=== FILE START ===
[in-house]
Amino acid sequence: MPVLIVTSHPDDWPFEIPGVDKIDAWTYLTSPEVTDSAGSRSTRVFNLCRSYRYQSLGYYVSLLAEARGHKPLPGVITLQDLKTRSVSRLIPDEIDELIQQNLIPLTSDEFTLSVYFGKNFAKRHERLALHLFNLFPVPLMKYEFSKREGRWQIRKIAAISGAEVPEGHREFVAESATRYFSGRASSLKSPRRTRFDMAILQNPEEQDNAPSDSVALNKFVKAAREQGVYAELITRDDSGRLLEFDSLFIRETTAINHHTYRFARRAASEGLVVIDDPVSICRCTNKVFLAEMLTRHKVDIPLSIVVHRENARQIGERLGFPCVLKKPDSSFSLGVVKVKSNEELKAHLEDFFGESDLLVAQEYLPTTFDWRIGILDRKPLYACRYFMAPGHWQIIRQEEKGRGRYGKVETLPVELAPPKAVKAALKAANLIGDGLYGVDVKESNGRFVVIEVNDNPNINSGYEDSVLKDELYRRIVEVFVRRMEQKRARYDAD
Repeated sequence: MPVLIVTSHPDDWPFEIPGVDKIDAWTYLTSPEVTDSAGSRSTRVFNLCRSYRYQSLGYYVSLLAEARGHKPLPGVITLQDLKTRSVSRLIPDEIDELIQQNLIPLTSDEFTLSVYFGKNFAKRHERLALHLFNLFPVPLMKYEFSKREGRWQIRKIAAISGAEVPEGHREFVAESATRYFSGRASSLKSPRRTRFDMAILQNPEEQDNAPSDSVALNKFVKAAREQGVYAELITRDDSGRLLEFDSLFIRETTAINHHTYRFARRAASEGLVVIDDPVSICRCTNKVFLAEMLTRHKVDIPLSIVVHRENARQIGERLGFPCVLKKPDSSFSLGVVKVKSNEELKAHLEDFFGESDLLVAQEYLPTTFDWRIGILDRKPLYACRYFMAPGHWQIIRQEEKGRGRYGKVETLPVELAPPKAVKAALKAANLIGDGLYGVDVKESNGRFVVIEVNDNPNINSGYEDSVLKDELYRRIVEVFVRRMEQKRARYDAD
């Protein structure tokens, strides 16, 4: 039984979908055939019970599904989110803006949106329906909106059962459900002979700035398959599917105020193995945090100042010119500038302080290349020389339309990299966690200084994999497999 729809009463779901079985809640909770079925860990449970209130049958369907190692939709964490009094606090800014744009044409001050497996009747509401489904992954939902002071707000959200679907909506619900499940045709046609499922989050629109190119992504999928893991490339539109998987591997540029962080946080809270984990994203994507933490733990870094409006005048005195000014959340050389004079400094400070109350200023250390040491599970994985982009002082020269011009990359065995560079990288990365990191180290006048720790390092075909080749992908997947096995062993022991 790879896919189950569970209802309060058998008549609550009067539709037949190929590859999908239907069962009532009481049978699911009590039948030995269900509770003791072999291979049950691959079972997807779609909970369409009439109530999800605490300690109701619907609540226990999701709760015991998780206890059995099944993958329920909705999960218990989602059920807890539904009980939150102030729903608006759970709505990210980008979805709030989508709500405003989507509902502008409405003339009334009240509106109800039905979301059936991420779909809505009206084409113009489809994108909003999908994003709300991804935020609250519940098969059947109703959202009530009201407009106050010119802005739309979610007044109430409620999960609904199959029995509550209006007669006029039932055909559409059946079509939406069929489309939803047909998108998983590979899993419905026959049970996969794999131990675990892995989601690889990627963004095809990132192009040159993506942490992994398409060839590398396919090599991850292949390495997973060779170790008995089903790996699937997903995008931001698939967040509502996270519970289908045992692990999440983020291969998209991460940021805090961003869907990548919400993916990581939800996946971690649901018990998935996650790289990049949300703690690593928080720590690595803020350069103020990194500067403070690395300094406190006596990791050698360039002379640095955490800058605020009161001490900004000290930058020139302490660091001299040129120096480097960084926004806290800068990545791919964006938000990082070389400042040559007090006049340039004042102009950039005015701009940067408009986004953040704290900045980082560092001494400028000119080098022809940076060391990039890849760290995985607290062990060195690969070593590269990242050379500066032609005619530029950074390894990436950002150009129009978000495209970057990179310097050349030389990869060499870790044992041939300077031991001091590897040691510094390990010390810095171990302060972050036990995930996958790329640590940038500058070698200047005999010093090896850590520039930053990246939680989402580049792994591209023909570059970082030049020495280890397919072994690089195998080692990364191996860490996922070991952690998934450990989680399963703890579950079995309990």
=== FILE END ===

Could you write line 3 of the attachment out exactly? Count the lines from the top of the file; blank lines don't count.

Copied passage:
Repeated sequence: MPVLIVTSHPDDWPFEIPGVDKIDAWTYLTSPEVTDSAGSRSTRVFNLCRSYRYQSLGYYVSLLAEARGHKPLPGVITLQDLKTRSVSRLIPDEIDELIQQNLIPLTSDEFTLSVYFGKNFAKRHERLALHLFNLFPVPLMKYEFSKREGRWQIRKIAAISGAEVPEGHREFVAESATRYFSGRASSLKSPRRTRFDMAILQNPEEQDNAPSDSVALNKFVKAAREQGVYAELITRDDSGRLLEFDSLFIRETTAINHHTYRFARRAASEGLVVIDDPVSICRCTNKVFLAEMLTRHKVDIPLSIVVHRENARQIGERLGFPCVLKKPDSSFSLGVVKVKSNEELKAHLEDFFGESDLLVAQEYLPTTFDWRIGILDRKPLYACRYFMAPGHWQIIRQEEKGRGRYGKVETLPVELAPPKAVKAALKAANLIGDGLYGVDVKESNGRFVVIEVNDNPNINSGYEDSVLKDELYRRIVEVFVRRMEQKRARYDAD